Risk DNA Dialogues is your backstage pass into the world of cybersecurity. In this series we’re inviting top CISOs to share their perspectives, strategies, and candid remarks about managing third-party risks. Join us as we dive into the Risk DNA that defines the challenges and triumphs in the cyber realm today—all through the eyes of those at the forefront of the field.

Sue Bergamo - CISO @ BTE Partners
Sue Bergamo
CISO, BTE Partners


Few businesses could survive without the support of third-party vendors. As enterprises become more and more digitally driven, however, knowing and understanding the risks in your digital supply chain is paramount to protecting your own cybersecurity. Assessing third-party risks has become the Holy Grail for forward-leaning organizations, and as regulations and challenges grow, few have possessed the right tools to see those risks clearly… until now.

No one understands how to assess third-party risks better than Sue Bergamo, Chief Information Security Officer (CISO) for BTE Partners —a company that provides executive consulting services in digital transformation, cybersecurity, product engineering, GRC and industry certification assessments, security assessments, board preparation, and cybersecurity training.

As a technical expert, innovator, and seasoned veteran in the cybersecurity/people-process-technology field, Sue has helped dozens of companies improve their cyber defenses. Recently, we had a chance to sit down with her to see what’s trending and what CISOs everywhere should be thinking about as they assess the Risk DNA of their own organizations.

Panorays (P): Can you share with us a little about your journey to becoming a CISO?

Bergamo (B): I began my professional journey as a system administrator, working my way up to CIO and then CISO. Along the way, I learned about various technologies and how security should be addressed from various angles. I also had a reputation as someone who could get things done on-time and on-budget.

P: If you were to describe your position as a CISO in simple terms, what might those be?

B: That’s an easy question. I’m a strong woman, capable of defending the world against faceless cybercriminals.

P: When was the first time you were hacked and what did that experience teach you?

B: I walked into a new job and after asking about all of the alerts that were being received and during the investigation, I learned that the company had been previously hacked. The lesson I learned was that “alert fatigue” is real, as the company had so many alerts the staff didn’t even bother to research them.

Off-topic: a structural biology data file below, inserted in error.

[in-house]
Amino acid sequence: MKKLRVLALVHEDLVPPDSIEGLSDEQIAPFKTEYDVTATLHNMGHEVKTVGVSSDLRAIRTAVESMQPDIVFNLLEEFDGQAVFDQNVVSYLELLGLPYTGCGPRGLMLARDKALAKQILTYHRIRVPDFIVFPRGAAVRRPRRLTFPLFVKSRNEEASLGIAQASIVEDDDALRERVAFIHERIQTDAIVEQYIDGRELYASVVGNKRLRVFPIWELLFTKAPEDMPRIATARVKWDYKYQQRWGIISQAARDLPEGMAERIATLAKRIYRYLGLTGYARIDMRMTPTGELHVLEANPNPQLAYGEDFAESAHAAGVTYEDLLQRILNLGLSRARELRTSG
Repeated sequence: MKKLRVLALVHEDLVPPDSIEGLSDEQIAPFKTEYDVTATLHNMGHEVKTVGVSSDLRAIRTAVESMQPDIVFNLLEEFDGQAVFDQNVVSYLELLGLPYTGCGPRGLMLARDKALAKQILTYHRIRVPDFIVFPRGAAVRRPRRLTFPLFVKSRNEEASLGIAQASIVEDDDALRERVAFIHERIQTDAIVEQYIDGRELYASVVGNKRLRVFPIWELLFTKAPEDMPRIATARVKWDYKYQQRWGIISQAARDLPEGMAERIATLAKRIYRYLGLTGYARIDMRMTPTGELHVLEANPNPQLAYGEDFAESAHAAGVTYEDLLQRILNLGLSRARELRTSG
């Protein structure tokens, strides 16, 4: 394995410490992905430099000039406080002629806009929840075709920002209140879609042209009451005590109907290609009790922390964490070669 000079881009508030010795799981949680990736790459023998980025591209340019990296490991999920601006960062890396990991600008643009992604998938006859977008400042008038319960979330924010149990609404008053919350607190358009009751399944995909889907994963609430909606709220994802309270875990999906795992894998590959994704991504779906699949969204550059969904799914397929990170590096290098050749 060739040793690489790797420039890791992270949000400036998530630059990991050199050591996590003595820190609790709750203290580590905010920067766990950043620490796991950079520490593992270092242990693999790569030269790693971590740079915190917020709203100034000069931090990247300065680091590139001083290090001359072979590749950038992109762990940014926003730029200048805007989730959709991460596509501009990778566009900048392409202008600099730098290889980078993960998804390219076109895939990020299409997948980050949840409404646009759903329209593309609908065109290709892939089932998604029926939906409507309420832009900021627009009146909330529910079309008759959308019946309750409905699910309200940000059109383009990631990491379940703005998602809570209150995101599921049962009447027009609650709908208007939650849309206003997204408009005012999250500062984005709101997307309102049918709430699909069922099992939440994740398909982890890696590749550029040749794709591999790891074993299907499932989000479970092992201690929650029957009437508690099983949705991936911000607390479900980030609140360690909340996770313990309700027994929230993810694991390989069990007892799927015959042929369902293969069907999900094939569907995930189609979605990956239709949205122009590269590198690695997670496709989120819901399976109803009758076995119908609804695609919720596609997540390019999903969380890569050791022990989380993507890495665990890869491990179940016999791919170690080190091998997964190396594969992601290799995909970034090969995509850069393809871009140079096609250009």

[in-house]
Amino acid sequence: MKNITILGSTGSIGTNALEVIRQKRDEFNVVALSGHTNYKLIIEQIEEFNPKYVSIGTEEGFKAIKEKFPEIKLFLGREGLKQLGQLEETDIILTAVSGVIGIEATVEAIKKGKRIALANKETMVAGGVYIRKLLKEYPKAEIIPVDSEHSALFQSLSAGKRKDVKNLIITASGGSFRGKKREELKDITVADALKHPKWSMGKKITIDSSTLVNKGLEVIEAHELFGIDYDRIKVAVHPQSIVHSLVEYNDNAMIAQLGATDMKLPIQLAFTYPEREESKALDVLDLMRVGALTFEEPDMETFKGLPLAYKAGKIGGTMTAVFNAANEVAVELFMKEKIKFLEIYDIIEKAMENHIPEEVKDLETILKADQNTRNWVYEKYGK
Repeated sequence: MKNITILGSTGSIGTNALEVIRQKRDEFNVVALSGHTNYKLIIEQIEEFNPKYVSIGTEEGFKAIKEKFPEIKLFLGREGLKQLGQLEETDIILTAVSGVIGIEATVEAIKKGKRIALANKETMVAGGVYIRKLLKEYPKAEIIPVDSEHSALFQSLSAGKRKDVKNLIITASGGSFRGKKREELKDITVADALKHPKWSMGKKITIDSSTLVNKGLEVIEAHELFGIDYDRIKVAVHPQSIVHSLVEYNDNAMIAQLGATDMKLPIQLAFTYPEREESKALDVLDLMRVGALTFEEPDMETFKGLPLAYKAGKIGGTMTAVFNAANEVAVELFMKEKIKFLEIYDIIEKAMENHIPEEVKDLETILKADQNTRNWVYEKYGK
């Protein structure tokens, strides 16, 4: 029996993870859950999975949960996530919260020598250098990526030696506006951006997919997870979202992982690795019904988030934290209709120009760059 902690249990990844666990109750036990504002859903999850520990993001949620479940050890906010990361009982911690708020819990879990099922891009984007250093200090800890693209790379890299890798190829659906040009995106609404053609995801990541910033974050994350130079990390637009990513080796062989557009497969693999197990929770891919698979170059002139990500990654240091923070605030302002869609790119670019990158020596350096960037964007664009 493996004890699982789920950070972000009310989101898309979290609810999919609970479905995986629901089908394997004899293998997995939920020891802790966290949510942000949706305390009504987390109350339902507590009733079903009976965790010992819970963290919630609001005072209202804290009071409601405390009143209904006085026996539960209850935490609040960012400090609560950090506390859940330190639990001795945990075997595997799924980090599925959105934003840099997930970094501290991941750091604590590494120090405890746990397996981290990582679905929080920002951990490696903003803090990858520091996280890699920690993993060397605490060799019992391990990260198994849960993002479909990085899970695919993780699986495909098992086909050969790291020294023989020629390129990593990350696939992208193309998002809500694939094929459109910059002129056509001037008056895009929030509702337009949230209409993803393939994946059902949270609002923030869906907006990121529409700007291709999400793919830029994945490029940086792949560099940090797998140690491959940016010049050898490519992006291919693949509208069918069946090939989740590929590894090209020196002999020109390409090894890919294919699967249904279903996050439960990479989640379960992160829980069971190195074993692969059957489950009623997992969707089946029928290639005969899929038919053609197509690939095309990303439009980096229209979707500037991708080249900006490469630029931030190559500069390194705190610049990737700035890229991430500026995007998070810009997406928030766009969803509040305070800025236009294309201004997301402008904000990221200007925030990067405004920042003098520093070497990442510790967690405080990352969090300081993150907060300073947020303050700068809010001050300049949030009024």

P: CISOs are frequently asked whether it’s better to have experience or credentials. What do you believe helps make a better CISO?

B: The experience that a CISO has is a key component of the job. Many CISOs are multi-faceted and support more than just a SecOps organization, so having experience in multiple disciplines —cloud security, application security, DevSecOps, SecOps, vulnerability management, fraud, physical, GRC, and privacy—are key to protecting our companies.

P: What are the barriers to success that many CISOs face?

B: Lack of support continues to be a barrier for many of us. Many businesses believe that protecting a company is the CISO’s job and therefore, we are expected to be everywhere, all of the time, with minimal investment and support from the other departments in the organization. This scenario typically changes upon a major (material) breach when customer trust wanes and revenues begin to fall accordingly.

P: Risk management and risk tolerance are important parts of a CISO’s overall security program, but not all CISOs understand the importance of managing risk at the executive level. Do you believe there is a gap in understanding risk at the executive level? If so, how can CISOs educate their fellow executives about the benefits of managing risk and understanding their Risk DNA?